BR Ambedkar: Coming to the question of saving personal law … if such a saving clause was introduced into the Constitution, it would disable the legislatures in India from enacting any social measure whatsoever. The religious conceptions in this country are so vast that they cover every aspect of life, from birth to death. There is nothing which is not religion and if personal law is to be saved, I am sure about it that in social matters we will come to a standstill. I do not think it is possible to accept a position of that sort.

There is nothing extraordinary in saying that we ought to strive hereafter to limit the definition of religion in such a manner that we shall not extend beyond beliefs and such rituals as may be connected with ceremonials which are essentially religious. It is not necessary that the sort of laws, for instance, laws relating to tenancy or laws relating to succession, should be governed by religion. In Europe there is Christianity, but Christianity does not mean that the Christians all over the world or in any part of Europe where they live, shall have a uniform system of law of inheritance. No such thing exists.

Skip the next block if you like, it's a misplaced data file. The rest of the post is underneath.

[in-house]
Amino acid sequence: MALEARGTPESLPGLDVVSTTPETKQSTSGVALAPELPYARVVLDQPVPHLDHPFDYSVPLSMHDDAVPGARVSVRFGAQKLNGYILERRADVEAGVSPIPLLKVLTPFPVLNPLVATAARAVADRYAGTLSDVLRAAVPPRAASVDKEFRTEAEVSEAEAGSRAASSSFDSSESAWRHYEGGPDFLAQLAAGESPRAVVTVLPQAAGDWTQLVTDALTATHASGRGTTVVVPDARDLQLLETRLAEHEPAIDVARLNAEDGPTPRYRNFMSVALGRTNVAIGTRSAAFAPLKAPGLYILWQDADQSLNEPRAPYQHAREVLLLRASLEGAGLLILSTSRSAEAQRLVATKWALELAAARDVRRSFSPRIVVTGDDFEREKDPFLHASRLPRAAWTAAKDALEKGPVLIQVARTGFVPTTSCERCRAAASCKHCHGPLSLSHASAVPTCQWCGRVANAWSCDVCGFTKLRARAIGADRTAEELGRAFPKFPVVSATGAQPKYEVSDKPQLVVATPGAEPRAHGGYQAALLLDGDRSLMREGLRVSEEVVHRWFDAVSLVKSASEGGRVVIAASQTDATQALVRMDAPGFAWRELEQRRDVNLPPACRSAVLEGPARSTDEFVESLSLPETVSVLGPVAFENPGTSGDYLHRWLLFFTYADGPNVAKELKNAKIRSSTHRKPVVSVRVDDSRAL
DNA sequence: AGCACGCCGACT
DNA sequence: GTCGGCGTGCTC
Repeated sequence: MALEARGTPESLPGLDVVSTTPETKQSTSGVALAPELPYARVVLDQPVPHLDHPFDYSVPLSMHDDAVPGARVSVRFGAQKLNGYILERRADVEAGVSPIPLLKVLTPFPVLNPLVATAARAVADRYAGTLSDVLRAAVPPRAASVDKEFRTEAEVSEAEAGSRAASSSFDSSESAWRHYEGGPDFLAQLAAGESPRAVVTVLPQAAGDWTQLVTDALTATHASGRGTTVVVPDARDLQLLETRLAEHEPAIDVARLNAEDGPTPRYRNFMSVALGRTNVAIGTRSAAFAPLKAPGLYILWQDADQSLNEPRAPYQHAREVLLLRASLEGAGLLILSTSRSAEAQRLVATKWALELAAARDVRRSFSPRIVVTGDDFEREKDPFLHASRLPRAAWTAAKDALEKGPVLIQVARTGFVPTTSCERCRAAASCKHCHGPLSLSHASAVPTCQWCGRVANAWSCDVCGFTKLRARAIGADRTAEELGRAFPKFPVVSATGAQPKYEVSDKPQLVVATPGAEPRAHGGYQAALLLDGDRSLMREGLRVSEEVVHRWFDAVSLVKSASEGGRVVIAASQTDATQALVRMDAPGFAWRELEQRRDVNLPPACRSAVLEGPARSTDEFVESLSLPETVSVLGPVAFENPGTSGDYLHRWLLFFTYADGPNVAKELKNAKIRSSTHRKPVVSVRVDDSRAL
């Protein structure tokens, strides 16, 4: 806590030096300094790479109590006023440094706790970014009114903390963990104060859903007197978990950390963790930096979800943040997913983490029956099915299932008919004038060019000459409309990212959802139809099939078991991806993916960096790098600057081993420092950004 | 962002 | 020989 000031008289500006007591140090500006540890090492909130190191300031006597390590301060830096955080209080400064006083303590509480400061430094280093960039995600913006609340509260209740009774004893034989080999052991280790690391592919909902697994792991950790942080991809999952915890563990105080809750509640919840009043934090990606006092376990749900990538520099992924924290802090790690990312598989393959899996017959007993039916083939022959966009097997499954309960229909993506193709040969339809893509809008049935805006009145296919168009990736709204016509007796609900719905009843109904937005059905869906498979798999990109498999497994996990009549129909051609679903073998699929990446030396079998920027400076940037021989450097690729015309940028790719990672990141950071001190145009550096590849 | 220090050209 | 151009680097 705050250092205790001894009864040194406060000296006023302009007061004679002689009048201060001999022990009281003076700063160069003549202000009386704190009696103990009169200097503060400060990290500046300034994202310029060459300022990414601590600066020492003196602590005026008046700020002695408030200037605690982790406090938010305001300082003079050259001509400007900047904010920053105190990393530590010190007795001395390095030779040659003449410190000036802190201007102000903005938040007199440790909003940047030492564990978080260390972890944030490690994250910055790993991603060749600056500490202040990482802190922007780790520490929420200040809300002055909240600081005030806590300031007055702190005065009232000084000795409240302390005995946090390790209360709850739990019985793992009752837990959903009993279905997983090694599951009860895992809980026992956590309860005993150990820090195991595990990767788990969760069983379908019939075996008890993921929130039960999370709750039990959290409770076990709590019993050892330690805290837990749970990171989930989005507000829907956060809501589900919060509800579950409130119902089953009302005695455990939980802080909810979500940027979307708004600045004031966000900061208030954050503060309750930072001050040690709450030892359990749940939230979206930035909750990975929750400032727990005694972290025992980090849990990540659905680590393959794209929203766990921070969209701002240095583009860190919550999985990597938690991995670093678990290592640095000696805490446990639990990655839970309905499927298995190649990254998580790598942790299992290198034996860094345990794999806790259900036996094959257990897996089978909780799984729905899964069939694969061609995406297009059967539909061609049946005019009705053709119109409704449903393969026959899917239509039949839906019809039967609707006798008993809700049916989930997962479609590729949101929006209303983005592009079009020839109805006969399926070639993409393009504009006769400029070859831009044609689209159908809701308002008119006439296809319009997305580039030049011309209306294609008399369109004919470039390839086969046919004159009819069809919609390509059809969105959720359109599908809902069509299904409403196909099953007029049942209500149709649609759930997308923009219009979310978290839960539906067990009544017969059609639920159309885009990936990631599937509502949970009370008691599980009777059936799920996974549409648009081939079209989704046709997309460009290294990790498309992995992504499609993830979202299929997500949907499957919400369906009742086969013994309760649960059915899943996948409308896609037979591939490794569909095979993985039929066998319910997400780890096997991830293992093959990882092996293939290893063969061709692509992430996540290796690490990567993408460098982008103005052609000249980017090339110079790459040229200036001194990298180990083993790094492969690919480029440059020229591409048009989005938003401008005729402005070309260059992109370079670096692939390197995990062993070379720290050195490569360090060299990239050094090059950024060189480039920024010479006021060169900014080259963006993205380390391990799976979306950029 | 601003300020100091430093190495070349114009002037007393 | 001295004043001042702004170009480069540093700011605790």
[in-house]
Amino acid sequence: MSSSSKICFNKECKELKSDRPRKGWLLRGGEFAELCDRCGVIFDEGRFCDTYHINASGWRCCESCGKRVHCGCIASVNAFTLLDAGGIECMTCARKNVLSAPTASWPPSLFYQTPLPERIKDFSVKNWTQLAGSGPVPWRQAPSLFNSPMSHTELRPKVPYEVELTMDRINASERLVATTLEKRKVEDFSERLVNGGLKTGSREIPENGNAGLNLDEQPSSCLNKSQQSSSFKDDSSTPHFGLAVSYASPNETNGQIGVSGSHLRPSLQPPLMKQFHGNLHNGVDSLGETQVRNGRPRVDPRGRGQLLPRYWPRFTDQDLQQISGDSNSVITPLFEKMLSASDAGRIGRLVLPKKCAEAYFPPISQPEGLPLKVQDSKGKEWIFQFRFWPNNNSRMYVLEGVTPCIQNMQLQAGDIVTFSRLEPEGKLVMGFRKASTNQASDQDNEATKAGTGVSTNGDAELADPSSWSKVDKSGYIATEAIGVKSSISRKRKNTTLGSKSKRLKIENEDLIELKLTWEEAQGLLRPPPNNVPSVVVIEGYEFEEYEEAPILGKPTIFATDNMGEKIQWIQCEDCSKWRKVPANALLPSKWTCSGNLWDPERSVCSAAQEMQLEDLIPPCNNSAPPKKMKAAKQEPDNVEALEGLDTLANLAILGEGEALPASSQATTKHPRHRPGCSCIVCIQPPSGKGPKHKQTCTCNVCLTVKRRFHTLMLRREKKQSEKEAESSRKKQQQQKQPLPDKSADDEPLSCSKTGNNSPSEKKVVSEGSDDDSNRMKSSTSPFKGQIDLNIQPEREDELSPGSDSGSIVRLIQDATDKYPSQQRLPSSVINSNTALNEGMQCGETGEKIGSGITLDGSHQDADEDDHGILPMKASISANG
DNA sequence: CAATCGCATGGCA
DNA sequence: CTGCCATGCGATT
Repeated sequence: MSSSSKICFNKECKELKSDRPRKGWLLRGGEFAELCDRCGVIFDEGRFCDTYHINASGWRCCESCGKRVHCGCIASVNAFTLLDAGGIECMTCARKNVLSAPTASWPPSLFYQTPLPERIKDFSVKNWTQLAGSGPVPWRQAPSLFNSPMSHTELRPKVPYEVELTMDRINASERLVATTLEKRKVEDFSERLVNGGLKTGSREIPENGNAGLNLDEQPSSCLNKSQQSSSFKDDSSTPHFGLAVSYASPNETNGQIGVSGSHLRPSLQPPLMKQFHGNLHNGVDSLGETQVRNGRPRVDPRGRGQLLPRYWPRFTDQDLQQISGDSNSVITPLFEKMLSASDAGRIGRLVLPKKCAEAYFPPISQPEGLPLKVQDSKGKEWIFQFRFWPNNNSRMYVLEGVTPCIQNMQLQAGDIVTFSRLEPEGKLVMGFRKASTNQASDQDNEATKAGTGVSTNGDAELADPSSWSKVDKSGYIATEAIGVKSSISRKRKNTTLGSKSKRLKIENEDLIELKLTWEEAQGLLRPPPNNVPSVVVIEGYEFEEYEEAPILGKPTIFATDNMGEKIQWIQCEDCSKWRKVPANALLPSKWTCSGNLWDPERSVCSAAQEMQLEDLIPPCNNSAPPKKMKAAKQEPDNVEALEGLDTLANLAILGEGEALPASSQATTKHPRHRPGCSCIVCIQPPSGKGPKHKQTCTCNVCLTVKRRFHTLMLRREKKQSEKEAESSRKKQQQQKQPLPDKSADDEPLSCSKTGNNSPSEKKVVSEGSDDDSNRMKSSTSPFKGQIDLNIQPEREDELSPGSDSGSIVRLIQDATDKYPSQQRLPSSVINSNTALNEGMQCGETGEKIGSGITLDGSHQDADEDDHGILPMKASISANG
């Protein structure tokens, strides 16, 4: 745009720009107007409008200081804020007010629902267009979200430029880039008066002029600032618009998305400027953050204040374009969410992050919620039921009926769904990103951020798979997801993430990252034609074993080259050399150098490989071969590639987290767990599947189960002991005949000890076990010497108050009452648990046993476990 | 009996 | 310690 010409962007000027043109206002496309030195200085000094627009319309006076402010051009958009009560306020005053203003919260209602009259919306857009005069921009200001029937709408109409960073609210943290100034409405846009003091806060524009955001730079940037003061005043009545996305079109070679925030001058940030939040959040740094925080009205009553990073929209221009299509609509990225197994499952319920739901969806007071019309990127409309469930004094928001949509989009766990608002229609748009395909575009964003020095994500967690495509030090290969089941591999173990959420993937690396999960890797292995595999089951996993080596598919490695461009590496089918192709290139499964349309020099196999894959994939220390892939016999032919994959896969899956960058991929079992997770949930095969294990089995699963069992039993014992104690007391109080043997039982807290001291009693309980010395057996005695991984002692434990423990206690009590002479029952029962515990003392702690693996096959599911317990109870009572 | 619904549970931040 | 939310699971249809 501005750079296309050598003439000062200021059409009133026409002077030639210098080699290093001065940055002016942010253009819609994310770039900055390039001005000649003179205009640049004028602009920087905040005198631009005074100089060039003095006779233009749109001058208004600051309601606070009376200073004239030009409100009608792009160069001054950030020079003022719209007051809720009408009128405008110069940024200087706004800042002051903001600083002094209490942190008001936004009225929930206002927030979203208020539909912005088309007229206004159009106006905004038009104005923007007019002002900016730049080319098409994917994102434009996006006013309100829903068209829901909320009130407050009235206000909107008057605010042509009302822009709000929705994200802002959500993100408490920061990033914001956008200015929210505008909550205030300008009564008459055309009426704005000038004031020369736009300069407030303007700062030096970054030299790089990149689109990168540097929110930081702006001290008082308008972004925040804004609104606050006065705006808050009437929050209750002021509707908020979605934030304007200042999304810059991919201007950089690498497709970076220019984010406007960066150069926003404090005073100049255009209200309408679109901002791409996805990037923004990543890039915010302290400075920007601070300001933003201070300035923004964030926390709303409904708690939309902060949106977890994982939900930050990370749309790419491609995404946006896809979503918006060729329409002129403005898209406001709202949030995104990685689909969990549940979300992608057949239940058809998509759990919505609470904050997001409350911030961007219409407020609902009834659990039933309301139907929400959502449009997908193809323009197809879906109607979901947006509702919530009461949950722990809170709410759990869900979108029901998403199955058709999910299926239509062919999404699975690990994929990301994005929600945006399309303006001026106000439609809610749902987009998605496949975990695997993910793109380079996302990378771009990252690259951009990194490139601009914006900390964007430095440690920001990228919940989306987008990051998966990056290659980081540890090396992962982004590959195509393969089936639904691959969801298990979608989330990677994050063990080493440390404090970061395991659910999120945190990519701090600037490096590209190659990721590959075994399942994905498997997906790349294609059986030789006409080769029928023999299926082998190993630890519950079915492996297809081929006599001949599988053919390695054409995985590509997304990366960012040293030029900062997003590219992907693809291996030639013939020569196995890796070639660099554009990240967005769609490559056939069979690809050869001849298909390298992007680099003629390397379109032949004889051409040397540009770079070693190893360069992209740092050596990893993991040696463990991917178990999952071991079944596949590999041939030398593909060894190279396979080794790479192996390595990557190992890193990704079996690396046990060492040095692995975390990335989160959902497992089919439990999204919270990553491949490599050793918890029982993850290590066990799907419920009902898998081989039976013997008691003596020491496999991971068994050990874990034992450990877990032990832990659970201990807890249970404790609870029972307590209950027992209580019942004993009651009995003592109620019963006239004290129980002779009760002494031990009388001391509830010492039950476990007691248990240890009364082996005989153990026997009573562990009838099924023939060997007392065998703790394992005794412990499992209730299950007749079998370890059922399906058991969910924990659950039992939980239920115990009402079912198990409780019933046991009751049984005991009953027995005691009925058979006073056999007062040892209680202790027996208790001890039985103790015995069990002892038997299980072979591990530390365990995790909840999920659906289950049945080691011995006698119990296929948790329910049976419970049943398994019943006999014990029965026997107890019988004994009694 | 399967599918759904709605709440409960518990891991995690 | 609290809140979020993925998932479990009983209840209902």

I personally do not understand why religion should be given this vast, expansive jurisdiction so as to cover the whole of life and to prevent the legislature from encroaching upon that field. After all, what are we having this liberty for? We are having this liberty in order to reform our social system, which is so full of inequities, so full of inequalities, discriminations and other things, which conflict with our fundamental rights. It is, therefore, quite impossible for anybody to conceive that the personal law shall be excluded from the jurisdiction of the state.

Having said that, I should also like to point out that all that the state is claiming in this matter is a power to legislate. There is no obligation upon the state to do away with personal laws. It is only giving a power. Therefore, no one need be apprehensive of the fact that if the state has the power, the state will immediately proceed to execute or enforce that power in a manner that may be found to be objectionable by the Muslims or by the Christians or by any other community in India.

We must all remember—including members of the Muslim community who have spoken on this subject, though one can appreciate their feelings very well—that sovereignty is always limited, no matter even if you assert that it is unlimited, because sovereignty in the exercise of that power must reconcile itself to the sentiments of different communities. No government can exercise its power in such a manner as to provoke the Muslim community to rise in rebellion. I think it would be a mad government if it did so. But that is a matter which relates to the exercise of the power and not to the power itself.

This is part of “The Argumentative Indians,” The Caravan’s series of excerpts from the Constituent Assembly Debates that reflect on subjects relevant to public discourse in the present day.